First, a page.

But despite the weight we would normally attach to a state court judgment, here we have a judgment that appears on its face to be in error because it holds Fustolo personally liable for roughly $4 million on the Unguaranteed Notes and, notably, Patton Drive as the holder of the judgment offers no reason at all to think otherwise. As the bankruptcy court recognized, Patton Drive's de facto concession on this point certainly creates a bona fide dispute as to the amount of Patton Drive's right to payment on the judgment.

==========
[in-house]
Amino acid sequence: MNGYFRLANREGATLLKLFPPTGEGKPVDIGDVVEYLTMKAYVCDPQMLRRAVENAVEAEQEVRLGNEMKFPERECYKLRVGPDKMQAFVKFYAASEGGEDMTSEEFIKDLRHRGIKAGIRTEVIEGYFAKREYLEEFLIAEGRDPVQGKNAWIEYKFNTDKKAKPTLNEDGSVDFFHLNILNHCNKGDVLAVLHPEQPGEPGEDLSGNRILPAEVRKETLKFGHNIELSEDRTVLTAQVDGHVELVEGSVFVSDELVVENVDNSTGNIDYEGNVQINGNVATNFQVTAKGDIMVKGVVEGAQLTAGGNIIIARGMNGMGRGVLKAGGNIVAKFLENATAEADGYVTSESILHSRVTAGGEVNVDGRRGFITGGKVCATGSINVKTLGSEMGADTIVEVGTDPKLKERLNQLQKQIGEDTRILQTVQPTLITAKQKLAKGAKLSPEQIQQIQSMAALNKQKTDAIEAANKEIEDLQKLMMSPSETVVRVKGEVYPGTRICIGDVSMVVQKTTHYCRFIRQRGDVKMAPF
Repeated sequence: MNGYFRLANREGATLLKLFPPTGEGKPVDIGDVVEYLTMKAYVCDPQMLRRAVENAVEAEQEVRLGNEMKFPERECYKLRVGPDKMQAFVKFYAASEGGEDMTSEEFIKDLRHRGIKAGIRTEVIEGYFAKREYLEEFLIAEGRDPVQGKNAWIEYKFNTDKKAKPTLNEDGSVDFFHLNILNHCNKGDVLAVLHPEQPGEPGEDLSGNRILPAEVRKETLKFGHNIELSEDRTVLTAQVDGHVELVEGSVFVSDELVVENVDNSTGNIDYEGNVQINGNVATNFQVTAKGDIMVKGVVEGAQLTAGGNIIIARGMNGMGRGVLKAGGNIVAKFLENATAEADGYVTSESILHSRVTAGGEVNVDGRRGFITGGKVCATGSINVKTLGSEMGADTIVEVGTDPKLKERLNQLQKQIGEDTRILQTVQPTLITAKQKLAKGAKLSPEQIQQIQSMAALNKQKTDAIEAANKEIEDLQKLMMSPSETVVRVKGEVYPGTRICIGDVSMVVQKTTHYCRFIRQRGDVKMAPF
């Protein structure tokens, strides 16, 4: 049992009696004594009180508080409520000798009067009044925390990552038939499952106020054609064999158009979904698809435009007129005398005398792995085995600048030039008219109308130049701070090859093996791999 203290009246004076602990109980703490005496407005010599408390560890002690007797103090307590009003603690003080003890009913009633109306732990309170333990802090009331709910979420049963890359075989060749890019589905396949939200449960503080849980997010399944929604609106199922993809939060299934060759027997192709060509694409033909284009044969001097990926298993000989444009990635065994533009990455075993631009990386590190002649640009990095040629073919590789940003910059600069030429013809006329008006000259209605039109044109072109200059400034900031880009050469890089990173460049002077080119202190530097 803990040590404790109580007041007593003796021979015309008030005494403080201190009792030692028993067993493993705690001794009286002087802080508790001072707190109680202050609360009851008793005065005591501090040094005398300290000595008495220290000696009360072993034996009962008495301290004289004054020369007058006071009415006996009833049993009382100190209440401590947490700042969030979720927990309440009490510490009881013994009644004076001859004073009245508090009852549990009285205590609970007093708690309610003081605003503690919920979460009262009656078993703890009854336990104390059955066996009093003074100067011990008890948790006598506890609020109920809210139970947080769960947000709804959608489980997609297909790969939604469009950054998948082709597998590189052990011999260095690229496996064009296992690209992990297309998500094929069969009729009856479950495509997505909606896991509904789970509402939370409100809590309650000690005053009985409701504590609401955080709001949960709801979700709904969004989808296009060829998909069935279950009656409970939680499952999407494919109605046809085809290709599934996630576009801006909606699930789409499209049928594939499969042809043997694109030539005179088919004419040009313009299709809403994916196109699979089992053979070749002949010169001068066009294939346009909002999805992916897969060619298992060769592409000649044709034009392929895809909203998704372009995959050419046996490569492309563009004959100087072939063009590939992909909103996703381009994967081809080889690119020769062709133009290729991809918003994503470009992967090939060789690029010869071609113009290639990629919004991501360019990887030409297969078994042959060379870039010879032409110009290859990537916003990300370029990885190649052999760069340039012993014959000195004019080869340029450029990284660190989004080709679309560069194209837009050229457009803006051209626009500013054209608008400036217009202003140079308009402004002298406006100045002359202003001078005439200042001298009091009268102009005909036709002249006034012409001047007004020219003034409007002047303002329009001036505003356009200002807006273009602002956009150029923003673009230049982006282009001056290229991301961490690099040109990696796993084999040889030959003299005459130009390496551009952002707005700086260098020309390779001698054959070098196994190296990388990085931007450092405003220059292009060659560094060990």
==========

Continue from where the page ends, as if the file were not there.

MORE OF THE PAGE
As Patton Drive points out, however, the dispute over the judgment concerns only a portion of the judgment. Fustolo makes no real effort to deny that he owes, at least, the principal due under the Guaranteed Notes, which totals $1.25 million.6 Based on this concession, Patton Drive asks us to rule that any dispute concerning the amount of the liability represented by the judgment can be ignored, because the amount admittedly owed well exceeds the amount necessary to justify Patton Drive's joinder as a petitioning creditor under 11 U.S.C. § 303(b)(1).